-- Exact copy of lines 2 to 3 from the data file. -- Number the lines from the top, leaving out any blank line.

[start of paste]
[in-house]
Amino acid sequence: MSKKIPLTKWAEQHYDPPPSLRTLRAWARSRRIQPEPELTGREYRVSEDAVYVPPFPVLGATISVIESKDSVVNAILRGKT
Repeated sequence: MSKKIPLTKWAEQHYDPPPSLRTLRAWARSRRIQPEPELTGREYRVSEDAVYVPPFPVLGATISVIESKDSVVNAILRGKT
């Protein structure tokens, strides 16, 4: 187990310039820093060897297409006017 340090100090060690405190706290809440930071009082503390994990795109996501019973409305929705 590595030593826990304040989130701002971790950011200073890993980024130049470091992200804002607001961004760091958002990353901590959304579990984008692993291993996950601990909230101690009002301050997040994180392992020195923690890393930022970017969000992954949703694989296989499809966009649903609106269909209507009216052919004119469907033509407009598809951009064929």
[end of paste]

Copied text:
Amino acid sequence: MSKKIPLTKWAEQHYDPPPSLRTLRAWARSRRIQPEPELTGREYRVSEDAVYVPPFPVLGATISVIESKDSVVNAILRGKT
Repeated sequence: MSKKIPLTKWAEQHYDPPPSLRTLRAWARSRRIQPEPELTGREYRVSEDAVYVPPFPVLGATISVIESKDSVVNAILRGKT